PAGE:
Reviewed by Jeanne
Ann DeLusia is an actress with a very specific role: she’s playing Cherry Pye, a 20ish pop sensation. It’s not for a movie or television show, however: she’s playing for the tabloids. The real Cherry Pye never met a drug she didn’t like or let a pill remain unpopped, so when she is too wasted to attend a high profile function Annie steps in to make an appearance. Or even when the situation is just too sensitive to allow the unpredictable and unreliable Cherry to show up, which is pretty often these days. Cherry has no idea that she has a double, and her parents want to keep it that way. Ned and Janet have been riding their daughter’s fame since she won a child’s beauty contest at a tender age by singing “You Are My Sunshine” and dedicating the rendition to Jon Benet Ramsey, which brought the judges to tears. Janet is the hands-on stage mother who sends Cherry to rehab—er, tummy camp for her bouts of. . . um, gastritis.
Mainly, Ann needs to fool the paparazzi as to Cherry’s real condition on a regular basis. One photographer in particular is very persistent. He’s Bang Abbott who actually won a Pulitzer for a photograph of a shark attack—yeah, there’s an unsavory story there-- and he’s obsessed with Cherry. Mainly he’s convinced that he can take photographs of the pop tart which will rival the iconic photos of Marilyn Monroe—who, he believes, is really only famous because of her iconic photographs. He envisions a coffee table book of photos, published after Cherry’s death, which will enshrine her in the pop culture consciousness and secure his fortune. He needs to hurry this along, though, because at the rate Cherry’s going that demise could come any day now.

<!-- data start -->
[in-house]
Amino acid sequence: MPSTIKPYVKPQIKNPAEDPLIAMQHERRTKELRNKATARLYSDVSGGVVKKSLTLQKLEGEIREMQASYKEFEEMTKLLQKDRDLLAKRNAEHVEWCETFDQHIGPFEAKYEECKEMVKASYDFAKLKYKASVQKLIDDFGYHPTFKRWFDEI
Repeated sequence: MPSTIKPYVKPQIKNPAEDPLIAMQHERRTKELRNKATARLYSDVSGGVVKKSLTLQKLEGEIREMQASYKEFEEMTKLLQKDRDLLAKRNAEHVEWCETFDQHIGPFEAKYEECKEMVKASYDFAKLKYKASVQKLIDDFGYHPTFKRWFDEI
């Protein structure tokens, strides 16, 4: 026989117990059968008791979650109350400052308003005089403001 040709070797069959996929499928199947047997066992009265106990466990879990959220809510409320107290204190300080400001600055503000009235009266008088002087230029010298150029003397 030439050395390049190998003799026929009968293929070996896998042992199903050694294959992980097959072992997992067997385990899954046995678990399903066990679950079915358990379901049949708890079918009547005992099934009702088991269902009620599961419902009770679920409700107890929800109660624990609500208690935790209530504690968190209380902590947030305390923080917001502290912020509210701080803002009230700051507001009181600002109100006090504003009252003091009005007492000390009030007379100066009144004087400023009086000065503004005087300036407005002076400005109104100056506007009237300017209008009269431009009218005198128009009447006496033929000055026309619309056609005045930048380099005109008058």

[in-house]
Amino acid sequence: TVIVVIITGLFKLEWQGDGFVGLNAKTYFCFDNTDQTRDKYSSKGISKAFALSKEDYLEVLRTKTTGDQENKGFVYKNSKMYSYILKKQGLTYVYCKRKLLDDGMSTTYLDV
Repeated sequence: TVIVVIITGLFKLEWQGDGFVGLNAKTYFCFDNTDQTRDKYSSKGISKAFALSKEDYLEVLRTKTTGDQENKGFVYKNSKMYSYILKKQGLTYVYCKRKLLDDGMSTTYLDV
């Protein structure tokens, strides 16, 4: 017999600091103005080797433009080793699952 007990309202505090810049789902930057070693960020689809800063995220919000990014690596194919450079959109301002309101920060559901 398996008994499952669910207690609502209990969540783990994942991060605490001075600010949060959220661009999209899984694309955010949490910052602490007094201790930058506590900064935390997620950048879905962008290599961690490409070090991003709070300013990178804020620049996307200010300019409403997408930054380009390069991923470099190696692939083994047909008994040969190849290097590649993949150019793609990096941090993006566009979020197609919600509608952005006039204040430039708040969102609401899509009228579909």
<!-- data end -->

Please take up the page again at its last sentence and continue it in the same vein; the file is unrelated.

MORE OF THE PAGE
That gives you some idea of the sort of people who turn up in a Carl Hiaasen novel.
Annie needs the work, but she also needs a break from these people, so she rents a car to head for Key West for a few days. An accident along the way brings her into contact with Skink, a tall one eyed swamp man with a dazzling smile and shotgun shells in his braids who eats roadkill. He claims he was the governor of Florida and he enlists Annie’s help to stop a busload of investors who plan to turn a pristine section of mangroves into a housing development.
Throw in a bodyguard with a weed whacker for a prostheses, twin publicists who specialize in celebs who have hit rock-bottom and continue to dig, a more than shady ex-lieutenant governor of Florida, a young actor whose breakout role is supposed to be a necrophiliac surfer, and you’re all set for one of Hiaasen’s off the wall, wacky rides through Florida and modern culture in general.
This was my first Hiaasen book so I didn’t really know what to expect. He really knows how to nail certain aspects of pop culture and celebrity, not to mention politics. My first impression was that I didn’t really like any of these people except for two, but I found myself unable to stop. I had to see what sort of train wreck was going to happen.
All I will say is that it happened, and it was immensely satisfying. So much so that I may look for another Hiaasen title and hope that some specific characters turn up. They’re just too good to be one and done.